The Thai army said Monday night that it is imposing martial law amid a political crisis "to preserve law and order.” The surprise announcement also granted the army wide-ranging powers to enforce its decision. It follows six months of violent unrest and anti-government demonstrations and comes one day after the country's caretaker prime minister refused to step down.
The military insisted that it was assuming responsibility for national security but that the move is not a coup. The United States issued a statement in which it said that the military's assumption of power must be temporary and not undermine democracy.
The chief security advisor to the interim prime minister in Thailand said the government had not been consulted about the army's decision.
The move, which came as a surprise, was announced on the military's television channel and sparked fears that the move was part of a coup d'etat.
Thailand's army has staged 11 successful coups since the end of absolute monarchy in 1932. Soldiers reportedly entered several private television stations that are sympathetic to protesters. A ticker on Channel 5, an army station, however, denied the military was taking over, saying "the invocation of martial law is not a coup."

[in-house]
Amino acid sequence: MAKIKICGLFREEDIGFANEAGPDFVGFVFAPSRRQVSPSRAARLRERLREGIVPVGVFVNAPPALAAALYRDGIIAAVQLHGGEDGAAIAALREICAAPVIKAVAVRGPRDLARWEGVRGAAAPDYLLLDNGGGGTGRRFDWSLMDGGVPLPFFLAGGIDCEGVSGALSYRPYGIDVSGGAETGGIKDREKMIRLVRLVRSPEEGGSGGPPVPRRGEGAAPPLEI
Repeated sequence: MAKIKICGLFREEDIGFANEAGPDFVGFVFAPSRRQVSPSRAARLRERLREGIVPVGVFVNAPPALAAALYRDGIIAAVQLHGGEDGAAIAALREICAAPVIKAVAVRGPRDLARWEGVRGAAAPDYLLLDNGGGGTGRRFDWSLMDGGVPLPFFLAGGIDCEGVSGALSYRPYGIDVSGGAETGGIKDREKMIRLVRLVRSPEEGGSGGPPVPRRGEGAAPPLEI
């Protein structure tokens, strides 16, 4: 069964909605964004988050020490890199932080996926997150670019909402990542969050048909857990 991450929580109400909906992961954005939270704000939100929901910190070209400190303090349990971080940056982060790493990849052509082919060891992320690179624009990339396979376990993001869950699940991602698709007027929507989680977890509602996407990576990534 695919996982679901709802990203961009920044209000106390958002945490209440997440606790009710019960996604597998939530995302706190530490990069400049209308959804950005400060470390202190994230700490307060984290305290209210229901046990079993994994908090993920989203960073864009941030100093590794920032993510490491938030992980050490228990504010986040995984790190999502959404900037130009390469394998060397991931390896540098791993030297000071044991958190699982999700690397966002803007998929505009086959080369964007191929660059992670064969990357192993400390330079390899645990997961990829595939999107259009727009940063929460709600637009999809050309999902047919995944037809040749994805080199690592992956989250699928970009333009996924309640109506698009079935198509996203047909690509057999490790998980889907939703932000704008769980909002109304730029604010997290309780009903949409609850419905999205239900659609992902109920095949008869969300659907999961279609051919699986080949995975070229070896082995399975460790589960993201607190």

Soldiers also reportedly encircled a pro-government redshirt protest in Thailand's capital, the rally leader said, after the declaration of martial law. "The military is negotiating with the Red Shirts to disperse," he said. The Red Shirts were angered by the dismissal of prime minister Yingluck Shinawatra earlier this month in a controversial court ruling and have threatened civil war.
A military crackdown on Red Shirts protests in 2010 under the previous government left dozens dead.
The United States is concerned about the political crisis in Thailand and urges "all parties to respect democratic principles, including respect for freedom of speech," State Department spokeswoman Jen Psaki said in a statement.
"We understand the Royal Thai Army announced that this martial law declaration is not a coup. We expect the Army to honor its commitment to make this a temporary action to prevent violence, and to not undermine democratic institutions," Psaki said.
"The United States firmly believes all parties must work together to resolve differences through dialogue and find a way forward. This development underscores the need for elections to determine the will of the Thai people," she added.
Violence in recent months follow eight years of upheaval that has pitted the largely rural supporters of former Prime Minister Thaksin Shinawatra against the Southeast Asian nation's traditional elites.